24 April 2012 The UN Security Council today held a meeting at which it heard of the need to strengthen the role of women in the area of peace and security, such as through increased participation in politics.
“Elections are the key means for the legitimate entry of more women to public office and for bringing women’s issues into policy debates,” the head of UN Women, Michele Bachelet, told the Security Council meeting on women, peace and security.
“I strongly urge the Council to support increased numbers of women in leadership positions, in constitution-making processes and inclusion in the justice and security sector work of UN missions,” she added. “Women’s participation in political, legislative, judicial and security institutions is perhaps the greatest resource on offer to promote peaceful and inclusive transitions.”
Since January 2011, Ms. Bachelet told the Council, UN Women and the Department of Political Affairs (DPA) have pursued a joint strategy on gender and mediation to increase the availability of gender expertise to mediation teams and the number of women as mediators, observers and negotiators in peace processes managed by the United Nations.
She cited efforts by UN offices to increase the number of women candidates on their rosters, as well as support for mediation training for women leaders. While noting the results from mediation training efforts in places such as West Africa, the UN Women chief sounded a note of concern.
“Unfortunately, as a rule, the high level of women’s engagement in informal efforts does not translate into significant presence or influence in formal conflict resolution or political dialogue,” she said. “In the Arab States, women’s contributions to the front lines of democratization have in the main not yet translated into leadership roles in decision-making institutions.”
Ms. Bachelet noted that in political transformations, already-organized political interest groups are most successful at seizing power, while women’s groups tend to be underfunded and are often poorly positioned to seize opportunities to influence politics.
“Given the current crisis in Syria, this remains a matter of concern,” she said. “Women’s participation is vital both in resolving the crisis and in making sure that women’s interests are addressed in agreements moving forward.”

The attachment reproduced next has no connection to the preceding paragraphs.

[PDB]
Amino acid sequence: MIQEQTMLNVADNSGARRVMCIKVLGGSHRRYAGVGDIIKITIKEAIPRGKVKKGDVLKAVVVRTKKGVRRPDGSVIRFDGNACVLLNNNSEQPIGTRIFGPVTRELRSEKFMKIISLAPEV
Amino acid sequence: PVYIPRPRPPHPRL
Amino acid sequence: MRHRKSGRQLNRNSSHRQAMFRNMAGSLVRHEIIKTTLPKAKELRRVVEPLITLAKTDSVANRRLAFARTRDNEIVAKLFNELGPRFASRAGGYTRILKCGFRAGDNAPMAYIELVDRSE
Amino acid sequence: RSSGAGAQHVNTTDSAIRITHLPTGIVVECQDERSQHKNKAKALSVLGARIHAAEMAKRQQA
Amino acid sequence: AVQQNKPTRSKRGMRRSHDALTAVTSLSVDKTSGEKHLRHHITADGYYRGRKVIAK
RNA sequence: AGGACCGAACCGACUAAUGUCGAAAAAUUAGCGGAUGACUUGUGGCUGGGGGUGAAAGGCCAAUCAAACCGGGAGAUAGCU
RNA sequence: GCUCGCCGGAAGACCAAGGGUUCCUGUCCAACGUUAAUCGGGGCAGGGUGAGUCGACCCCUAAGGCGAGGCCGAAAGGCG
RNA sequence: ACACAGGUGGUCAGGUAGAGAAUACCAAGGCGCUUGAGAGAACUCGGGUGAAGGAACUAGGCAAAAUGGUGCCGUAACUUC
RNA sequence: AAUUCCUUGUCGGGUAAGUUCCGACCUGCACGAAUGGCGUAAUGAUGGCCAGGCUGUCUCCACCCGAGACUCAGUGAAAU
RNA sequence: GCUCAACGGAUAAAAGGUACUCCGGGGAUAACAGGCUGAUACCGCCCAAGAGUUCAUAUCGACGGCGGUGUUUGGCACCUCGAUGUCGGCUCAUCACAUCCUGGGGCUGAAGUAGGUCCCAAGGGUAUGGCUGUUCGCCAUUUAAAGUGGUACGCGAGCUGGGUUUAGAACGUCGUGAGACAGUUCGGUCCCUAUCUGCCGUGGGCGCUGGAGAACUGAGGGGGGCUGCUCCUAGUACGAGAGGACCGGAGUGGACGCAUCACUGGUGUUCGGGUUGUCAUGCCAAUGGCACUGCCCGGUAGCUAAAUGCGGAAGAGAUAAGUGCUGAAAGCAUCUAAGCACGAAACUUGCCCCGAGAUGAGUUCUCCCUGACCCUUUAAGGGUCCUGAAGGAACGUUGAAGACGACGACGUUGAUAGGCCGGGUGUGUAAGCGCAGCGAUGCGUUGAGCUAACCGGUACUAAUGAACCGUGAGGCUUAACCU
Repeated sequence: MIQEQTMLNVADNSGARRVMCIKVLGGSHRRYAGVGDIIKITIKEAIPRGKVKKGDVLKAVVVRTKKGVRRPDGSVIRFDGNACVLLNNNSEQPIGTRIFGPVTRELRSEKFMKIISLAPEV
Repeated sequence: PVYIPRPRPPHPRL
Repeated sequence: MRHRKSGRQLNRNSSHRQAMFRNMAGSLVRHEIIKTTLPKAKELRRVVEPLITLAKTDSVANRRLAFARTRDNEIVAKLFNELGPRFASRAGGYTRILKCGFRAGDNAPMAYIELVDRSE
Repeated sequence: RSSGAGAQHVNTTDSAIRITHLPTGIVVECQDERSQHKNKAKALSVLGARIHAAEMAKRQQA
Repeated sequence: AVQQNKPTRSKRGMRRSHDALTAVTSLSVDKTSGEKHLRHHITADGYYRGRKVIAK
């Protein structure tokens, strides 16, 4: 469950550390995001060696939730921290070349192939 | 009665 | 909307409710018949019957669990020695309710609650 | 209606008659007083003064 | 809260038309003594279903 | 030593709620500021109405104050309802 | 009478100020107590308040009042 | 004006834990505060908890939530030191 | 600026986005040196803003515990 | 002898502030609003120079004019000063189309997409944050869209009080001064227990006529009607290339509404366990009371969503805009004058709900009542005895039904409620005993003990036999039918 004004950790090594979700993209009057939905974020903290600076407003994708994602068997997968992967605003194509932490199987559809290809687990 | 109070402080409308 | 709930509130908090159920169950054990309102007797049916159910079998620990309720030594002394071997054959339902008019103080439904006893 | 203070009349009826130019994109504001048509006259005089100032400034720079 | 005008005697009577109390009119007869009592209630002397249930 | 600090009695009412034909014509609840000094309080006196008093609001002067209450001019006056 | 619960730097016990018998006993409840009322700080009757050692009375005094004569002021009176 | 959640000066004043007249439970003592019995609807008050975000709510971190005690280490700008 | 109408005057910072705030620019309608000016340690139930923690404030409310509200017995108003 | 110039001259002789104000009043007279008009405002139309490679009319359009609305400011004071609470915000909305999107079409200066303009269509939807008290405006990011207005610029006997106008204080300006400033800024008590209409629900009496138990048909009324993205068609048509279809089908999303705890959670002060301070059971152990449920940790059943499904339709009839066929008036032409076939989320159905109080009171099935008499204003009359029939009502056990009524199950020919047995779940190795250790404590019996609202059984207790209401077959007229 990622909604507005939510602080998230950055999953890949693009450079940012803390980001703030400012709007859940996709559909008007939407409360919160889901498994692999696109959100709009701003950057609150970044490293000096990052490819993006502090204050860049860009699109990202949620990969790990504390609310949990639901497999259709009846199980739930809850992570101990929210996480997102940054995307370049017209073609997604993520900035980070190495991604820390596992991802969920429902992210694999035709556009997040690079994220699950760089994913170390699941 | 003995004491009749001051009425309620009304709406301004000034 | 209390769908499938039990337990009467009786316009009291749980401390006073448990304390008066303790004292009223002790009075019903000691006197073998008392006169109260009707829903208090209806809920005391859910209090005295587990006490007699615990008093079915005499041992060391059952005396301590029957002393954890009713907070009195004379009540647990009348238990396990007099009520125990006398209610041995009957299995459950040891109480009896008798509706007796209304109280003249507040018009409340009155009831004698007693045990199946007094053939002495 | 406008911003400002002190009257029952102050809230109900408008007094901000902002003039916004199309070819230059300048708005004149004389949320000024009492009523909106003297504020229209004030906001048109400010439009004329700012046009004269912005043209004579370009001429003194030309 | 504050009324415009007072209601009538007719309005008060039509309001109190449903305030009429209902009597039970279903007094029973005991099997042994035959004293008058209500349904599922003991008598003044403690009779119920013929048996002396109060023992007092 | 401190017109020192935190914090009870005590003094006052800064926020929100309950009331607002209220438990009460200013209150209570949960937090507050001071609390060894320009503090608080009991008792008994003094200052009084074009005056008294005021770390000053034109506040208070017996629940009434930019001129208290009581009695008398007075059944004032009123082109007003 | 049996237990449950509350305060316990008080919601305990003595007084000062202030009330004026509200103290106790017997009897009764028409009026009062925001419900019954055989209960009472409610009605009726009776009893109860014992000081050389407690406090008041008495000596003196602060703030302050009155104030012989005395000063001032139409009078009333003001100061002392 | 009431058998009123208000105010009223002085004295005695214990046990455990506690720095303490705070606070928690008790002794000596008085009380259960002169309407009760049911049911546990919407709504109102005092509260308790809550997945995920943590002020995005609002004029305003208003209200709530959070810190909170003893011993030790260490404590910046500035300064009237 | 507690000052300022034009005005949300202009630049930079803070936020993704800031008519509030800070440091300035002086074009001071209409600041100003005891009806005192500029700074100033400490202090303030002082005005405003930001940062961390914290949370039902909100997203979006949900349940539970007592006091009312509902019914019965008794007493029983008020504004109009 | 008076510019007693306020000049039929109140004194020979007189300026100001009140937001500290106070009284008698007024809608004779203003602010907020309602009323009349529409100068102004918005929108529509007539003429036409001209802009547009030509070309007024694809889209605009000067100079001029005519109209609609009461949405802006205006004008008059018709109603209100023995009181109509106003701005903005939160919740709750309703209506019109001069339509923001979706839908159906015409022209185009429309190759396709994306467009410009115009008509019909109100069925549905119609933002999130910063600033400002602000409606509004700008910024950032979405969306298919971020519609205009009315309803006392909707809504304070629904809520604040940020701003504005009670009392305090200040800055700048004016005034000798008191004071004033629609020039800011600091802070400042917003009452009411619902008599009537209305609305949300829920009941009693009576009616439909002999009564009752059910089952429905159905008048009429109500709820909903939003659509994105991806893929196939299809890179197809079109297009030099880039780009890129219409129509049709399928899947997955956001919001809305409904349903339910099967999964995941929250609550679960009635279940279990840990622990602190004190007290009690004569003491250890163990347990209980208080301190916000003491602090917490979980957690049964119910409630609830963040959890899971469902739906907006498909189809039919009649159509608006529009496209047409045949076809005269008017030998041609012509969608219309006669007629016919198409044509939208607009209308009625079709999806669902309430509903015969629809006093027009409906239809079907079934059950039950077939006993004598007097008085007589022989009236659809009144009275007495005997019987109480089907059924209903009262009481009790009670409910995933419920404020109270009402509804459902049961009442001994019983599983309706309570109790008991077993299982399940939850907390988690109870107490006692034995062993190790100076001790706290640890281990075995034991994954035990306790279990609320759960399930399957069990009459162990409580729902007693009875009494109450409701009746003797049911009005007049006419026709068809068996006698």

At the same Council meeting, the head of UN peacekeeping, Under-Secretary-General Hervé Ladsous, provided an update on security, protection and equal participation of women in countries hosting peacekeepers, with a focus on political participation and the protection of women.
“They are especially critical because they represent both the opportunity for women to make their voices heard, and to shape the peace, but also the risk that women face from insecurity, sexual violence and targeting of civilians,” Mr Ladsous said. “Peacekeepers must work to maximize the former, and minimize the latter.”
The peacekeeping chief said the Council’s resolution 1325 guided the Department of Peacekeeping Operation’s (DPKO) efforts to support women in post-conflict countries. Voted on in 2000, the resolution calls for action to reverse the egregious and inhumane treatment of women and girls during conflicts, the denial of their human rights and their exclusion from decision-making in situations of armed conflict, in peacemaking and peacebuilding.
“Political participation and protection of women are cornerstones of our efforts in supporting the implementation of resolution 1325,” Mr. Ladsous said, noting that elections offer the opportunity to advance the resolution in a number of ways.
“These can include, for example, use of temporary special measures to increase opportunities for women to gain elected office; outreach to women’s groups; training of female candidates; enhanced security for women by national police and working with political parties to encourage women’s participation,” he said. “In terms of electoral assistance, we all work in close coordination with DPA which has the General Assembly mandated system-wide leading role on UN electoral assistance activities and policies.”
On the issue of sexual violence and protection of civilians, Mr. Ladsous said it was important to reiterate that host governments are ultimately responsible for the protection of their civilian population.
“Our peacekeeping missions cannot act as a surrogate for state authority,” he said. “We must do our best to strengthen frail state institutions to facilitate their ability to better protect civilians. We must also be prepared to protect civilians directly.”
The head of DPKO noted that the UN’s peacekeeping operations can help achieve these aims by supporting the vetting and training of national security institutions, as well as by ensuring that women become an integral part of these institutions in high-ranking, operational and decision-making functions.
“We can do so by strengthening awareness of the link between stronger national security institutions and lower instances of sexual violence, where conflict still flares,” he added, while also noting that DPKO remains unsatisfied with some of the protection offered to women in places where peacekeepers are deployed.
“Host countries must do more, and peacekeepers must do more, to redress the threats faced by women in our mission areas,” Mr. Ladsous said. “In states where the capacity of both the civilian and military justice systems remain weak, efforts must be renewed to strengthen judicial and military institutions – this is definitely the long-term solution to providing protection for civilians.”
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